St. Benedict is the patron of beekeepers

St. Benedict delivering his Rule to St. Maurus and other monks of his order
France, Monastery of St. Gilles, Nimes, 1129

St. Benedict (c.480–547) is a Christian saint, honored by the Roman Catholic Church as the patron saint of Europe and students and beekeepers. Catholic saints are people who lived extraordinary lives. Learn more about St. Benedict and the Blessing of Bees.

During his time monasteries kept bees to provide honey for sweetening food and making mead and wax for candles. Honey was used to make the often bitter herbal remedies sweeter and easier to take.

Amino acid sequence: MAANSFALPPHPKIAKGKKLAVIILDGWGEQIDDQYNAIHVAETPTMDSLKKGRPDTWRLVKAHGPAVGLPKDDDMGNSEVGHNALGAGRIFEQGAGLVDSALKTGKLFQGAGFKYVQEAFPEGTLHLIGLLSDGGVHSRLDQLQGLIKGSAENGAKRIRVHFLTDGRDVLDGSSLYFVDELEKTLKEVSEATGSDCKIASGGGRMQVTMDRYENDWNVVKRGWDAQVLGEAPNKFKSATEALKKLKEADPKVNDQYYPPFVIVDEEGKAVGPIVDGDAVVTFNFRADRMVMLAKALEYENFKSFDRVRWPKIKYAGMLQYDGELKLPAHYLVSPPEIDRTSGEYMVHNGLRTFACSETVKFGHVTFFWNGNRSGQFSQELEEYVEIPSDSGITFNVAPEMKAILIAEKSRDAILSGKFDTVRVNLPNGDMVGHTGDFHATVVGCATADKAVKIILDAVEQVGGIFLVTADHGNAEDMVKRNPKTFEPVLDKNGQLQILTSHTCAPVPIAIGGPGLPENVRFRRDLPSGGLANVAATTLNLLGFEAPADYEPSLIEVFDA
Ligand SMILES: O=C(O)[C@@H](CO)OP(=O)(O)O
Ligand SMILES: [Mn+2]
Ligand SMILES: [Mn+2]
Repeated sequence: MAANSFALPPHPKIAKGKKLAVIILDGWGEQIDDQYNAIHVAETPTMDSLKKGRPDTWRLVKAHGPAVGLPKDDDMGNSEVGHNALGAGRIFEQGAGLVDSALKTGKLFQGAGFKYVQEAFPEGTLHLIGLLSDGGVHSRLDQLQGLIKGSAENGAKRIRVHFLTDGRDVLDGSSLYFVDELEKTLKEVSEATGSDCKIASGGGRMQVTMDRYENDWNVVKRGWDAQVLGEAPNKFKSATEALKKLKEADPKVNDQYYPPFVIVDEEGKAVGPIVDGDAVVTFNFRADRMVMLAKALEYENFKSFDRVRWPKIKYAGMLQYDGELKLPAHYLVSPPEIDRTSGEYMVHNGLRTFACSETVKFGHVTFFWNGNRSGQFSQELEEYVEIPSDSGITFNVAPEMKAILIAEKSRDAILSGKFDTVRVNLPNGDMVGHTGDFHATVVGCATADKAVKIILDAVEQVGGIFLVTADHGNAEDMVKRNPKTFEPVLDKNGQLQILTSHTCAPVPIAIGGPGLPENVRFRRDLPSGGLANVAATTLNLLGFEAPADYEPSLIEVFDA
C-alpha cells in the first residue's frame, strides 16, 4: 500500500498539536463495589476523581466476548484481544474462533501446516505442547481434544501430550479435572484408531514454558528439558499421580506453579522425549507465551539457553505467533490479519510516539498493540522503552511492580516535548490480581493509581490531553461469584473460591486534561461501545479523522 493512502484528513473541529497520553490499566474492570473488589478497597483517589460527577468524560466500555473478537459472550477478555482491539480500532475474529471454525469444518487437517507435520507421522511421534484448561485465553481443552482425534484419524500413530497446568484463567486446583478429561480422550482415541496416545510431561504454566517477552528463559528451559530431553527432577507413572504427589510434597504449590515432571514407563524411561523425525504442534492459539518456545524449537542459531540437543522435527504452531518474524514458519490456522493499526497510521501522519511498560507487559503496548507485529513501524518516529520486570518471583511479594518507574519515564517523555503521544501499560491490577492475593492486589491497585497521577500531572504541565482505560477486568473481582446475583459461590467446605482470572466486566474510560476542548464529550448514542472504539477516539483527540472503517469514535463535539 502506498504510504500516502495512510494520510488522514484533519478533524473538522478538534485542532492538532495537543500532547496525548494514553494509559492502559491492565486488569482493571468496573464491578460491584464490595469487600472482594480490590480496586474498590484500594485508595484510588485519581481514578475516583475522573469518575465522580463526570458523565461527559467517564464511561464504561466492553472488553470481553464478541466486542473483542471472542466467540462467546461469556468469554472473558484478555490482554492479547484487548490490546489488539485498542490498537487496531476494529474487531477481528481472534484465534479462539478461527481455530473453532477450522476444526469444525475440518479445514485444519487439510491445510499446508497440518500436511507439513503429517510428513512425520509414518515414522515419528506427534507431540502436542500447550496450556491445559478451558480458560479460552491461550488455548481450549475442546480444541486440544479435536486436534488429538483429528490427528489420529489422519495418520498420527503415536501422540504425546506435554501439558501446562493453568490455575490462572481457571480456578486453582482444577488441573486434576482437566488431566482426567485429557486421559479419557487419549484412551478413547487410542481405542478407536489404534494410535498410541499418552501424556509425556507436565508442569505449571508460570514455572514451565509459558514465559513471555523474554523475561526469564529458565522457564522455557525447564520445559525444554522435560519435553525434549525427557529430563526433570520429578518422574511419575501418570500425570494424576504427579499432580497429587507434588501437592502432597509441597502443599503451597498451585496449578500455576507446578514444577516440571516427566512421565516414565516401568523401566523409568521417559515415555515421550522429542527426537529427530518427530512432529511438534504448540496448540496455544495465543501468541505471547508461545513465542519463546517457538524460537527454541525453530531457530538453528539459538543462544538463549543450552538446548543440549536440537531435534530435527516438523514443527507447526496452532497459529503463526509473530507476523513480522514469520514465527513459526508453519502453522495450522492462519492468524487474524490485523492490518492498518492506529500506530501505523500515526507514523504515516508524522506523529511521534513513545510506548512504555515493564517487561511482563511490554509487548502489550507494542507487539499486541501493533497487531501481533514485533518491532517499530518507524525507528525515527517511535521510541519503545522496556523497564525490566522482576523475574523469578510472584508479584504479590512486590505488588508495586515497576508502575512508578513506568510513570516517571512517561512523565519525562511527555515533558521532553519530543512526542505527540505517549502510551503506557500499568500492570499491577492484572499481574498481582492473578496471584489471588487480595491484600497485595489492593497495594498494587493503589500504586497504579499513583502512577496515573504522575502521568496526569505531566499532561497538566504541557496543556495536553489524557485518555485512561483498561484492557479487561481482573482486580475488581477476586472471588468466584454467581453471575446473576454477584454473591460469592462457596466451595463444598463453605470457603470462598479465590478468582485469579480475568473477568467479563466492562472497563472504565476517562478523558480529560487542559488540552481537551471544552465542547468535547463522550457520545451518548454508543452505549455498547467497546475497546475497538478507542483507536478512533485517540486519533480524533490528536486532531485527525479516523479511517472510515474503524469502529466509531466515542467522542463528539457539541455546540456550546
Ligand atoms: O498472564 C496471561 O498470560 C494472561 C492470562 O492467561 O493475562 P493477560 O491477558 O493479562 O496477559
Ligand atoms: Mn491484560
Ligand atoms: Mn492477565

St. Benedict was born at Nursia in Umbria in about 480 and was sent to Rome to be educated, but soon left the world to live a solitary life at Subiaco. After living in a cave in the mountains for two years as a hermit, he had acquired such a reputation that disciples came in numbers to join him and important Roman families entrusted him with the education of their children. He organized a form of monastic life in twelve small monasteries. Catholic culture.org

Frontside of the Saint Benedict Medal

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